Our country’s approach to housing policy has become severely disjointed — to the point some would label as dysfunctional. It certainly makes no sense to me or to many people I speak with. This is why in June of last year, I blogged about the need to have a discussion about the proper role of the Federal Housing Administration (FHA) before any premium rate changes were considered and implemented. Why for instance, as pointed out in last summer’s blog, is over 40% of the FHA-insured loans going to people who earn greater than the area median income (AMI)?
Of course this discussion did not happen, and the Federal Housing Administration (FHA) has just announced a price cut.
The rationale was, as I suspected, that since the FHA exceeded its 2% (or 50:1) risk-to-capital ratio, as reported in the 2016 actuarial report, by cutting its prices, it could pass along the “savings” to consumers. There was no mention that these “savings” would cost consumers approximately $3,400 (the 1.75% upfront MIP multiplied by average FHA loan size) of equity in the home before they even move in and that it would take nearly 7 years to recoup.
In both a recent memo and in a press briefing announcing the MIP price cut, HUD Secretary Castro commented on Federal Housing Administration (FHA) market share. Is that the proper view of a government agency? Why is the government concerned about taking market share from the private sector? If the private sector can serve a segment of the market on commercially reasonable terms, I would argue that the government’s market share should be close to zero.
In many respects, Fannie Mae and Freddie Mac (the GSEs), representing the conventional market, and the FHA, representing the government, are competitors in the high-LTV space. Within the last couple of years, the GSEs re-entered the 97% LTV market with hopes of providing greater access to credit supported by private capital, such as private mortgage insurance. One effect of the announced MIP reduction would be moving business (primarily purchase transactions) from the GSEs to the FHA and increasing taxpayer risk.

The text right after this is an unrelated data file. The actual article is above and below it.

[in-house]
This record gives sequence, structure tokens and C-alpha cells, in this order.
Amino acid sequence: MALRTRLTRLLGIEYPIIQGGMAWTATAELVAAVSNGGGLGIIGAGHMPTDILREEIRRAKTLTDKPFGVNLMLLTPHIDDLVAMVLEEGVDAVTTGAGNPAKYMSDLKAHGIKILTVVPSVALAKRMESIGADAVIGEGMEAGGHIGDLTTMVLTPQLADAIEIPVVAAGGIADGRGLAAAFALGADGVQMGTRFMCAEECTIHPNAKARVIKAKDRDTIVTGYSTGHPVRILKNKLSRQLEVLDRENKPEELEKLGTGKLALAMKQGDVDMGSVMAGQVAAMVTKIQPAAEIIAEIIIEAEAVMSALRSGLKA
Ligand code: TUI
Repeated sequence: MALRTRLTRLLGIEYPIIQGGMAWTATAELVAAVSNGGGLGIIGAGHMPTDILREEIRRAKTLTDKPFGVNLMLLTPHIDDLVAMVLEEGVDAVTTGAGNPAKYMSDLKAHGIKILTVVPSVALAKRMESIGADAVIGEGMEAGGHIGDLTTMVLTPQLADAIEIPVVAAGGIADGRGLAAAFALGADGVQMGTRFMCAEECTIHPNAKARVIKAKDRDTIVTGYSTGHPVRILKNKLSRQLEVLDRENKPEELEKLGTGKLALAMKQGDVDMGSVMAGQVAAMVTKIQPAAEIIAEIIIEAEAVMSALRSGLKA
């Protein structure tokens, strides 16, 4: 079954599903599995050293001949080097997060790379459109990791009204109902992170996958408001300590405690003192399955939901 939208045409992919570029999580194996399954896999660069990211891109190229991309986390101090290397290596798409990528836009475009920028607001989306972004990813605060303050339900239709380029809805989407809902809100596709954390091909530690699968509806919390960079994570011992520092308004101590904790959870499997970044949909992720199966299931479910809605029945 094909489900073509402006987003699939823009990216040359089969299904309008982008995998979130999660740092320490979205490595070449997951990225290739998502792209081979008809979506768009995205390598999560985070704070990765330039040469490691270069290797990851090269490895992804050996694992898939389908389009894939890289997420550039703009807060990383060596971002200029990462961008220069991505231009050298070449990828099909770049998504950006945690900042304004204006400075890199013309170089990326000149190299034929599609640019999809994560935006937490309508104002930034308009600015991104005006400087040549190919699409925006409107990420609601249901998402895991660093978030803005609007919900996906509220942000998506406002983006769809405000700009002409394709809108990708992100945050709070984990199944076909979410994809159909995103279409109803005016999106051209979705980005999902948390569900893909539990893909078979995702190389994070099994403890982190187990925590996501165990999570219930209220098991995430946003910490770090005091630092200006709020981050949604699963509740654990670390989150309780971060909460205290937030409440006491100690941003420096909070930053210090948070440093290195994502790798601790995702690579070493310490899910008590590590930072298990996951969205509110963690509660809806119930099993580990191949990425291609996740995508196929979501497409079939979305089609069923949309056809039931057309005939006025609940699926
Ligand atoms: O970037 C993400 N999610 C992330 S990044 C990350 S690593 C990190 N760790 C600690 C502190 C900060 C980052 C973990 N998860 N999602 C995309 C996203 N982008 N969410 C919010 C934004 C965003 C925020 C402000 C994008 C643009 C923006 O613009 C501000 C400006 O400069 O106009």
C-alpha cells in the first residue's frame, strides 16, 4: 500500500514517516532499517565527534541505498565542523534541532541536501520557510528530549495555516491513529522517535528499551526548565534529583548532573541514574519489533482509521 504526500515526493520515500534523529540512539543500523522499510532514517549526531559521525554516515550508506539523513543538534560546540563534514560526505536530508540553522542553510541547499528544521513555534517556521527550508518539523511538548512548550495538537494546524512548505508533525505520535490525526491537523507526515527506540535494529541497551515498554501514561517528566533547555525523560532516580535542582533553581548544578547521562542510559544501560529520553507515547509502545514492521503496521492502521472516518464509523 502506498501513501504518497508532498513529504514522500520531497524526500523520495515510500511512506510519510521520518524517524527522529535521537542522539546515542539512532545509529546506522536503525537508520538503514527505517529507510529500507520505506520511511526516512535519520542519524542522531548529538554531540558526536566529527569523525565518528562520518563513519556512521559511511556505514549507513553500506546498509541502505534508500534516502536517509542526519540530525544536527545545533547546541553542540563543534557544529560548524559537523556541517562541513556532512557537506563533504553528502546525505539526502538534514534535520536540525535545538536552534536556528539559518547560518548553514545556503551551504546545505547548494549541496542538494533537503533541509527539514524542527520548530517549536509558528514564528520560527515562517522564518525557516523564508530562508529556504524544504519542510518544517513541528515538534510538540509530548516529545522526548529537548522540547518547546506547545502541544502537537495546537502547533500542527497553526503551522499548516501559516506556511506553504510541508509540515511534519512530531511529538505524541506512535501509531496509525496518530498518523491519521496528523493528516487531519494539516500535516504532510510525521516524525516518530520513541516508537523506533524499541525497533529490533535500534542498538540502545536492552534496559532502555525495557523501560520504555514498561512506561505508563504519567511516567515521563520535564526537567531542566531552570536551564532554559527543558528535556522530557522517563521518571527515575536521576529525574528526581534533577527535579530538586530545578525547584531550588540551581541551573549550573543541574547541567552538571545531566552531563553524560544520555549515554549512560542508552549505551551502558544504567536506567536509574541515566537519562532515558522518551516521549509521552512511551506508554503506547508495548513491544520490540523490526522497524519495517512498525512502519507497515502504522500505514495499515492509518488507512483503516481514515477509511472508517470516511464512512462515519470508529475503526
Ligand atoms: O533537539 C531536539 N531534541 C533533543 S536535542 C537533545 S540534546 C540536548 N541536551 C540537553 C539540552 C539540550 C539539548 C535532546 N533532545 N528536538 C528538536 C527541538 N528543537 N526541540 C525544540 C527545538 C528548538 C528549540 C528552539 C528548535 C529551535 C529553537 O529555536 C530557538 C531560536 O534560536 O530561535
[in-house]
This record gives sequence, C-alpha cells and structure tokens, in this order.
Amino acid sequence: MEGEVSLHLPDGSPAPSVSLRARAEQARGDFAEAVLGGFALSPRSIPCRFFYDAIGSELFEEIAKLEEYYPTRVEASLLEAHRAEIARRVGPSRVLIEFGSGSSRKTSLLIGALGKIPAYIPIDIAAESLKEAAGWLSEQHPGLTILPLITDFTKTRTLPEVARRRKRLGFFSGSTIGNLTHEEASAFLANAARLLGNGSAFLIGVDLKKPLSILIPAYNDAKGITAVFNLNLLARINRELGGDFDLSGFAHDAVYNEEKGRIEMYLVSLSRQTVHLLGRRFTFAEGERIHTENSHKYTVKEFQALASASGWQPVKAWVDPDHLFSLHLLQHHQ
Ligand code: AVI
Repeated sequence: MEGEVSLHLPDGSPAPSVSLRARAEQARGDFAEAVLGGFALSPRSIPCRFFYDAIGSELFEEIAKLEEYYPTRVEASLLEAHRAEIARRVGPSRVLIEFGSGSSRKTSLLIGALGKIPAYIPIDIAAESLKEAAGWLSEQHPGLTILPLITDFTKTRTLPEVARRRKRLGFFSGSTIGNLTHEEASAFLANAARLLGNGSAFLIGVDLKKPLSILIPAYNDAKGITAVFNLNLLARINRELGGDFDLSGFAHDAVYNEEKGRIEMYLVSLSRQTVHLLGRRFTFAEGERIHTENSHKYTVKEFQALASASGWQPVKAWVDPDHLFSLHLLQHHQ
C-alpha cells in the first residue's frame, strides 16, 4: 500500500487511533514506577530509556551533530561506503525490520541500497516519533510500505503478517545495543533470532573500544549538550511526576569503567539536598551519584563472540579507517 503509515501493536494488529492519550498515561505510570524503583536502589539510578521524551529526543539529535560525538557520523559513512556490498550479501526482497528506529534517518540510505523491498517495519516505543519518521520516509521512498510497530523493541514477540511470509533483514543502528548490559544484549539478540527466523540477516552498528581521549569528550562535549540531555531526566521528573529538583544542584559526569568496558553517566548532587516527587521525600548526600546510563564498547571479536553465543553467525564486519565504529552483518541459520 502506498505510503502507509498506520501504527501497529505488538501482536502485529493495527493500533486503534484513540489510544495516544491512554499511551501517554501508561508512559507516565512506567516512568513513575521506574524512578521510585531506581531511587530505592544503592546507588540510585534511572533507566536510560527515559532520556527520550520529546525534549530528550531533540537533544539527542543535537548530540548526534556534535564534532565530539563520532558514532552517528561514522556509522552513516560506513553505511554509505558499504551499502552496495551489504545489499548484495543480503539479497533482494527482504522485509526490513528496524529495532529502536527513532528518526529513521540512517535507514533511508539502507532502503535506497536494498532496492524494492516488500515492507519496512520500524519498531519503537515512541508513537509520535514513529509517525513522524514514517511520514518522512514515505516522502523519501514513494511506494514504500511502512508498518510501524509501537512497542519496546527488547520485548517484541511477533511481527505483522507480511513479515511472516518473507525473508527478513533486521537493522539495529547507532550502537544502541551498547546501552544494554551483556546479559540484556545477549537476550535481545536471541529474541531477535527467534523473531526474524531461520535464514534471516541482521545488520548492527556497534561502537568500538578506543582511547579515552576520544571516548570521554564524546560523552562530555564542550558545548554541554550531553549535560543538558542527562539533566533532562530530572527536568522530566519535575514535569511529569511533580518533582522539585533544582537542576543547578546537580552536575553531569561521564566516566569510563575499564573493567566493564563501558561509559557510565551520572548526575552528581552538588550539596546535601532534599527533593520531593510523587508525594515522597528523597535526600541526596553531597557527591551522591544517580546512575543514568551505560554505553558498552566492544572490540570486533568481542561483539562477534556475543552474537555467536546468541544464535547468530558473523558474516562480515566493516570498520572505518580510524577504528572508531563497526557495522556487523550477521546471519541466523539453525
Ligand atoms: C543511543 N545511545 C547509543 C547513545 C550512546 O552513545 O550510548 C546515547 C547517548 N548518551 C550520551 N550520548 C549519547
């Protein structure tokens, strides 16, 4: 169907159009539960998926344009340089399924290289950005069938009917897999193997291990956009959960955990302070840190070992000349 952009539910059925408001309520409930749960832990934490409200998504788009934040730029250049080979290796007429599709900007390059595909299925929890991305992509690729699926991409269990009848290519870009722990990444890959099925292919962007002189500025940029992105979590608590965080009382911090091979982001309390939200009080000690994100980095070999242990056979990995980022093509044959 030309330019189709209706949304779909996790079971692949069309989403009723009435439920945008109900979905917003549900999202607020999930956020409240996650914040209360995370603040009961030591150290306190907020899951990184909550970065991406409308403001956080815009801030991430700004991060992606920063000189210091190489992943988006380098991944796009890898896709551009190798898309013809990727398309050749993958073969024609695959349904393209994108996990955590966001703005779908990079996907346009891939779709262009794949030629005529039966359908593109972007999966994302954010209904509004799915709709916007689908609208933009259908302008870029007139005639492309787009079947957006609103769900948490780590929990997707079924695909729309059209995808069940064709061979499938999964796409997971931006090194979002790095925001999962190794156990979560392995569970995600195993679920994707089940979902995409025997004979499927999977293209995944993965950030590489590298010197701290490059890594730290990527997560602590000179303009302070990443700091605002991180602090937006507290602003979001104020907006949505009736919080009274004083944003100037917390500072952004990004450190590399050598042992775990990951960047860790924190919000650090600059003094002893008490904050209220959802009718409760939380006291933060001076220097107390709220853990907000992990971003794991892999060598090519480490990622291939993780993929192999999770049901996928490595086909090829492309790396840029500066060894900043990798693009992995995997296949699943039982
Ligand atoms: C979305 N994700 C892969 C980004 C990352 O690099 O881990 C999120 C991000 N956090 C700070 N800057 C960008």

The ratio was, indeed, improved, but not improved as much as was forecast just 1 year ago. Compared to the FHA minimum capital ratio, private mortgage insurers must hold minimum capital equal to approximately 7% (a 14:1 leverage ratio, as determined by the GSEs’ Private Mortgage Insurer Eligibility Requirements or PMIERs). Currently, all private mortgage insurers comfortably exceed this more conservative standard. Despite lower capital requirements, the FHA insures loans for the life of the loan, covers 100% of the loss and is backed by taxpayers’ premiums and an unlimited line of credit from the US Treasury. On the other hand, private mortgage insurers put private capital at risk and reduce credit risk before it is presented to the GSEs, reducing taxpayer exposure.
I was clear in June, and I want to be clear now: The FHA has played and continues to play a very important role in our country’s housing market. As the leader of a private mortgage insurance company, I am not anti-FHA. In fact, over the years, private mortgage insurers have approached the FHA to pursue a more collaborative role in collectively serving our country’s housing needs, though without success. Rather, the debate needs to be around a comprehensive housing policy that includes the proper role for the FHA, the GSEs and private capital. If not now when?
Read Part 3 of this series on the FHA
—Tags: FHA, GSEs, Homeowner, housing, Housing Finance, Housing Market, Housing Policy, Mortgage Education, Mortgage Industry